SOUTHFIELD, Mich. – For most of his life, basketball has come easy to James Young.
 
So, the idea that in training camp he wasn’t just fighting to get playing time but also to stay in the NBA, was a jarring eye-opener.
 
To Young’s credit, he rose to the challenge and beat out R.J. Hunter for the Celtics' final roster spot.
 
And while Young’s playing time has been sporadic, he has done a much better job of maximizing his opportunities.
 
So, as the Celtics roll into Detroit to face the Pistons, Young finds himself playing his best basketball as a pro, good enough to make coach Brad Stevens not hesitate to put him in the game in the fourth quarter of a close matchup.
 
“It’s exciting to come back home,” Young, who grew up in nearby Rochester Hills, Mich., told CSNNE.com. “A lot of my family will be there. I’m not thinking about me. I’m just trying to do what I can to help the team.”
 
And lately, he’s getting an opportunity to do just that beyond being someone who helps in practice.
 
We saw that in the 107-97 loss at Toronto on Friday. Young came off the bench to play four minutes, 36 seconds in the fourth quarter with only two other Celtics reserves, Marcus Smart (8:39) and Jonas Jerebko (5:10) seeing more action down the stretch.
 
“It means a lot,” Young said. “He’s starting to trust me a little bit more. That’s a good thing. I’m just trying to do little things; rebound, get defensive stops and score when I get a chance.”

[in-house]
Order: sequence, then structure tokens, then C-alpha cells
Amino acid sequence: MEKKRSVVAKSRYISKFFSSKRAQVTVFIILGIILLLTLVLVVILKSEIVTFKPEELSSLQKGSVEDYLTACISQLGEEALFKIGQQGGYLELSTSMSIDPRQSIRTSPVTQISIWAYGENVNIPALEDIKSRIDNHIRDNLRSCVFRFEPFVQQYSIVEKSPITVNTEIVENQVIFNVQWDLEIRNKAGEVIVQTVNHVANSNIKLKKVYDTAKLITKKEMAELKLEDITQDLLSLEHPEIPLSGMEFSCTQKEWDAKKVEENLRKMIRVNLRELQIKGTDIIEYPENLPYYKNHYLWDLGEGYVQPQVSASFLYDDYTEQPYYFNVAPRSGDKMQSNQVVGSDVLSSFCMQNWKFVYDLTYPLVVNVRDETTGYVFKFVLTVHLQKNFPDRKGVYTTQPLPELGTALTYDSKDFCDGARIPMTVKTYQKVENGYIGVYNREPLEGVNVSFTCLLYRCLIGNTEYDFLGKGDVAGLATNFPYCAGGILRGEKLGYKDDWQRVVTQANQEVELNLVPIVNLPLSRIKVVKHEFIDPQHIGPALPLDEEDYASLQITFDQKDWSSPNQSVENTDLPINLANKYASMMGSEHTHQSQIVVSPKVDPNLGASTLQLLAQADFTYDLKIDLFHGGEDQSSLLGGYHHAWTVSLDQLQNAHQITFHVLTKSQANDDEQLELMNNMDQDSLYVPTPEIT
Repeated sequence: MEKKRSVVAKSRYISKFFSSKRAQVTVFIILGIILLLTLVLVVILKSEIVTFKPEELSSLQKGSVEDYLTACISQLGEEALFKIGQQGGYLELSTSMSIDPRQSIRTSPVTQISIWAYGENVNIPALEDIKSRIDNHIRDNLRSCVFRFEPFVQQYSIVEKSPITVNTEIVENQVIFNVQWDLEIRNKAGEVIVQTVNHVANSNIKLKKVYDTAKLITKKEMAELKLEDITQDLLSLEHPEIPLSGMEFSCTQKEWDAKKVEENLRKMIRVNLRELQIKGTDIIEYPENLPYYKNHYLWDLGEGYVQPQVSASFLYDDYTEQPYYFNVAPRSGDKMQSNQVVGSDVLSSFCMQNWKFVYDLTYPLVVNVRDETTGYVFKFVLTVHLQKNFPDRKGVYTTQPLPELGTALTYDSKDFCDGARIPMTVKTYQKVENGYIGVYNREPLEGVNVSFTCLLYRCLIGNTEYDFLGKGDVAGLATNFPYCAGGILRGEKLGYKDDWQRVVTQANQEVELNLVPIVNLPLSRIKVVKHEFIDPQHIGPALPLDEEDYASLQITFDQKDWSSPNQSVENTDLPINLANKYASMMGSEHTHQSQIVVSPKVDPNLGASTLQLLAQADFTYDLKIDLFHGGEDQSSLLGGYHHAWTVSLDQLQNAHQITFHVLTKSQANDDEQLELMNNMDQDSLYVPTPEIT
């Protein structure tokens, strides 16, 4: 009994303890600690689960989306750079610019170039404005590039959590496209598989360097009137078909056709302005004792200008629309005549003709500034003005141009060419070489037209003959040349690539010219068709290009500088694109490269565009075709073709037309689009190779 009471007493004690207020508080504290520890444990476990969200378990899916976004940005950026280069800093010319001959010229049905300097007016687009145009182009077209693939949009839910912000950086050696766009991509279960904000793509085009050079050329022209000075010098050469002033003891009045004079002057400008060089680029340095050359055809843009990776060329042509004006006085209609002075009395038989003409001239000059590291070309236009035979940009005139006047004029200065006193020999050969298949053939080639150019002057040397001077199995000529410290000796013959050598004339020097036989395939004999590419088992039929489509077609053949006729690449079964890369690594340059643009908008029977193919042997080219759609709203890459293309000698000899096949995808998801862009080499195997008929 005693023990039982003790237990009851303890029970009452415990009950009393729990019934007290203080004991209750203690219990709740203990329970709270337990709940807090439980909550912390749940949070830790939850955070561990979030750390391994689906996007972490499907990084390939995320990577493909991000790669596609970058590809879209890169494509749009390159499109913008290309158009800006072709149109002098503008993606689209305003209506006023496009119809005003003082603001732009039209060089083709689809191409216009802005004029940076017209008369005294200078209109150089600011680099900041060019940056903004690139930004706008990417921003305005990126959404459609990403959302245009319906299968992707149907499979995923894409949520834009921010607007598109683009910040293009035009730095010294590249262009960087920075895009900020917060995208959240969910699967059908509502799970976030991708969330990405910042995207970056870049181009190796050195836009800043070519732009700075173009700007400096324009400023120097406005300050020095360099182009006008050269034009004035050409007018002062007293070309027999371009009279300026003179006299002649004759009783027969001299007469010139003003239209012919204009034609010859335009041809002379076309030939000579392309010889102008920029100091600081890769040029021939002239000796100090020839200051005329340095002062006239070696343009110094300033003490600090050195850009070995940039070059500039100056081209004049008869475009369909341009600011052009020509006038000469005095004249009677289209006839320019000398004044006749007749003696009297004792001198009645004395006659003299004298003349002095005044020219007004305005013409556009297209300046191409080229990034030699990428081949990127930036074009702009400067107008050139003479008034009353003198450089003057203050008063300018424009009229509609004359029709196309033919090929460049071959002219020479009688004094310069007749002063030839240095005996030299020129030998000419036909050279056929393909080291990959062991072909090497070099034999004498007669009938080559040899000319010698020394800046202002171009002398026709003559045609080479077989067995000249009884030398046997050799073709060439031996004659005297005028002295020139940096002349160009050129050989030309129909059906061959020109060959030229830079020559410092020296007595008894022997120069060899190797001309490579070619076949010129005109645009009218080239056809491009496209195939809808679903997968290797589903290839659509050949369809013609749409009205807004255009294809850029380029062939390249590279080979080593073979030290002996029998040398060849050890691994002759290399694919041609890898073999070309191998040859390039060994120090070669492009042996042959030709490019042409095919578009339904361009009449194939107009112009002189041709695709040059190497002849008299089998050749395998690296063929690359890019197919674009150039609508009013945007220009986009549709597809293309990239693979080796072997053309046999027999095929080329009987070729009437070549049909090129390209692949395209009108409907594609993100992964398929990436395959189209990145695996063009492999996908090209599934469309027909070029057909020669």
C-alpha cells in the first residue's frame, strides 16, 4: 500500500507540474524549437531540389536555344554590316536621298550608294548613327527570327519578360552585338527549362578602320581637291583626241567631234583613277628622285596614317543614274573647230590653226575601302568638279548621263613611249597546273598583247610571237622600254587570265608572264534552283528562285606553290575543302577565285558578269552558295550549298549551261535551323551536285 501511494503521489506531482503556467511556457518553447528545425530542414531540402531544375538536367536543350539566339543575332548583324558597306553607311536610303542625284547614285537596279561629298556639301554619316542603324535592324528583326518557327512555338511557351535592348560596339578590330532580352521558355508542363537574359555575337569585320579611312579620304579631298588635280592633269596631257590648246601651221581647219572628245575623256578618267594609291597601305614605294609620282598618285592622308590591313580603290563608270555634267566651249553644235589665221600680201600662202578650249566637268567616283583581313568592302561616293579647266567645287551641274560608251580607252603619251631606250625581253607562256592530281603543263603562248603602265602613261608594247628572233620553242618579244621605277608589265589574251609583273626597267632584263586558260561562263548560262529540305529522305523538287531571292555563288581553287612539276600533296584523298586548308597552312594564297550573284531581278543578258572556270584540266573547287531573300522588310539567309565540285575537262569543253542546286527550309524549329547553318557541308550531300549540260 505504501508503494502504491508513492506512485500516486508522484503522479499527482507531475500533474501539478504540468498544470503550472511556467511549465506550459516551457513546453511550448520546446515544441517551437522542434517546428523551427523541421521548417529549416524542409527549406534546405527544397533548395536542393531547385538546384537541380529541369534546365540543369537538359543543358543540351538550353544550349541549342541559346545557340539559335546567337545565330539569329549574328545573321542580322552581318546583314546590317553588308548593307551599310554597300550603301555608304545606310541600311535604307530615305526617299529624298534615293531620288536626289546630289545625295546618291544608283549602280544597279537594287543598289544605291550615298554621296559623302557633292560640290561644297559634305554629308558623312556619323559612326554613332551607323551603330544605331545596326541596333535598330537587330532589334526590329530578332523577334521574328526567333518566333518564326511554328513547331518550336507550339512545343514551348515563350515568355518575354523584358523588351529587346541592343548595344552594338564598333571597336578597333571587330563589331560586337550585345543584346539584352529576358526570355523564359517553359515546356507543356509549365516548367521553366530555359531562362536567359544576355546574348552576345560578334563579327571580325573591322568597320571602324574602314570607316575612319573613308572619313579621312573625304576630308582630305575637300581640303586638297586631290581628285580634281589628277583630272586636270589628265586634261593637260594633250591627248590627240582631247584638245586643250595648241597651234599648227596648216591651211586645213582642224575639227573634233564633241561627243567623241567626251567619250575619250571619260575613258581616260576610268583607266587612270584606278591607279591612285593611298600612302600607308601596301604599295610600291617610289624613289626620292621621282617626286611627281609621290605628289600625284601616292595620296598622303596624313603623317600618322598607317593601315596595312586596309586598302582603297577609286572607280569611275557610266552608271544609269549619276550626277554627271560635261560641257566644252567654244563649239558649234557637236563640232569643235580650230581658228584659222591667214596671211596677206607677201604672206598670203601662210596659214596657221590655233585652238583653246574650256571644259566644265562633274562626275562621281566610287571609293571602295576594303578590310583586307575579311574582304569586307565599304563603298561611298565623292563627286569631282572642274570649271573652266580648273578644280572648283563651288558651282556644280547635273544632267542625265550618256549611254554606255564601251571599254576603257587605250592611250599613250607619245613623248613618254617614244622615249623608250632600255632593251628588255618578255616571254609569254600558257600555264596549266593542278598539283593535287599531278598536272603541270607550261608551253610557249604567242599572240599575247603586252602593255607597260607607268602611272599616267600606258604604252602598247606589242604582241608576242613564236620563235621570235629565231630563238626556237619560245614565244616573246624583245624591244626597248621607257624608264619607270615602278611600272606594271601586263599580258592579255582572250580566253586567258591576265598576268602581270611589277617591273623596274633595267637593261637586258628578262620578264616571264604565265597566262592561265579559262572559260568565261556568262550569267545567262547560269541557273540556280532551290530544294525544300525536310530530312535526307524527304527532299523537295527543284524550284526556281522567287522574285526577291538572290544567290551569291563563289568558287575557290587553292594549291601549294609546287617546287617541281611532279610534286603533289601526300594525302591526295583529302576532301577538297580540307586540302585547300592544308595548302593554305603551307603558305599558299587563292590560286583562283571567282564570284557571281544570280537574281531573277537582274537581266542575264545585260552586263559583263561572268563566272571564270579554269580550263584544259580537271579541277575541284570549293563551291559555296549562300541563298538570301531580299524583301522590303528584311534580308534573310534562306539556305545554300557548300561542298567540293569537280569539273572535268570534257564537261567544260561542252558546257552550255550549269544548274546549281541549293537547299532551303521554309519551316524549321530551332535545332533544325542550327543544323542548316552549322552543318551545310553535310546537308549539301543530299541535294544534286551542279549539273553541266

The fact that his scoring is just starting to take shape helps shed some light on why he has been buried so deep on the Celtics bench.
 
For his first couple seasons, Young seemed a hesitant shooter physically overwhelmed by opponents too strong for him to defend as well as too physical for him to limit their effectiveness.
 
But this season, he has done a better job at holding his own as a defender while making himself an available scoring option who can play off his teammates.
 
Young is averaging just 2.9 points per game this season, but he’s shooting a career-high 48.9 percent from the field and 41.7 percent on 3’s, which is also a career-high.
 
Getting on the floor more often has in many ways provided yet another boost of confidence to Young.
 
“I’m getting used to the flow of the game playing more consistently,” Young said. “I know what to do. It’s slowing up a little more and it’s getting easier.”
 

Sanu on Patriots' Super Bowl comeback: Lady Gaga's long halftime hurt Falcons

Sanu on Patriots' Super Bowl comeback: Lady Gaga's long halftime hurt Falcons

Three weeks removed from his team blowing a 25-point, second-half lead in the Super Bowl, Mohamed Sanu offered a possible explanation for the Atlanta Falcons losing their edge against the Patriots.

Lady Gaga.

More specifically, it was the half-hour-plus halftime show that interrupted the Falcons' rhythm, the receiver said Friday on the NFL Network's "Good Morning Football."

“Usually, halftime is only like 15 minutes, and when you’re not on the field for like an hour, it’s just like going to work out, like a great workout, and you go sit on the couch for an hour and then try to start working out again,” Sanu said.

Sanu was asked if the delay was something you can simulate in practice. 

"It's really the energy [you can't duplicate]," he said. "I don't know if you can simulate something like that. That was my first time experiencing something like that."

Patriots coach Bill Belichick did simulate it. In his Super Bowl practices, he had his team take long breaks in the middle.

Sanu also addressed the Falcons' pass-first play-calling that didn't eat up clock while the Patriots came back.

"The thought [that they weren't running the ball more] crossed your mind, but as a player, you're going to do what the coach [Dan Quinn] wants you to do." Sanu said. "He's called plays like that all the time."